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Maryland’s Naval History

By LT.j.g. Chloe Morgan, Naval History and Heritage Command, Communication and Outreach Division

Maryland, known as the “Old Line State” to honor the troops of the Maryland line who fought courageously during the Revolutionary War, was one of the original thirteen colonies.

The state has played an important role since the early days of the U.S. Navy. The Constellation, one of the original six frigates, was built at the Sterrett Shipyard, Baltimore, Md.

At least 40 ships have been named after the state of Maryland, its cities, places and people. Four ships bear the state’s name, including the USS Maryland (SSBN 738), an Ohio-class ballistic missile submarine. The submarine’s crest features the arms of the state of Maryland, which are historically derived from the quartered arms of the Calvert and Crossland families and displays the submarine’s motto Timete Deum Solum et Ignominiam, or “Fear Only God and Dishonor.”

Legendary naval officer Stephen Decatur of Sinepuxent, Md., became the most lauded American naval hero since John Paul Jones for his actions during the Tripolitan War, and Lt. Milton Ernest Ricketts of Baltimore was posthumously awarded the Medal of Honor for heroism during the Battle of Coral Sea.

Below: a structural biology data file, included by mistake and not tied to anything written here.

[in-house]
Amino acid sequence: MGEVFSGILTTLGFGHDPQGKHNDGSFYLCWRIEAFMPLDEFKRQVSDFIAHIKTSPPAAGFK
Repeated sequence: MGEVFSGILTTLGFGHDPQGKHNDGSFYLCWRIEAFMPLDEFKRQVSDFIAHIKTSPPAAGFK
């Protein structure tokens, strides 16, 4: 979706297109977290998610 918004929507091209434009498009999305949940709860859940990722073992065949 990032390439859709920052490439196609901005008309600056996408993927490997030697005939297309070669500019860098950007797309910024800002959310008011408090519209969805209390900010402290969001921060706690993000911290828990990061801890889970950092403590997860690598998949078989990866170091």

Maryland is home to seven Navy installations. The state can also boast the hometown of heroes and leaders like Special Warfare Operator 1st Class Patrick D. Feeks of Edgewater who was posthumously awarded the Bronze Star with Combat V and Purple Heart after the helicopter he was in was shot down by enemy fire.

Possibly the most well known Navy tie is the scenic United States Naval Academy campus. Known as the Yard, USNA us located in historic Annapolis, where the Severn River flows into the Chesapeake Bay. With its combination of early 20th-century and modern buildings, the Naval Academy is a blend of tradition and state-of-the-art technology that exemplifies today’s Navy and Marine Corps. Visitors often hear Midshipmen chant “Go Navy, Beat Army!”

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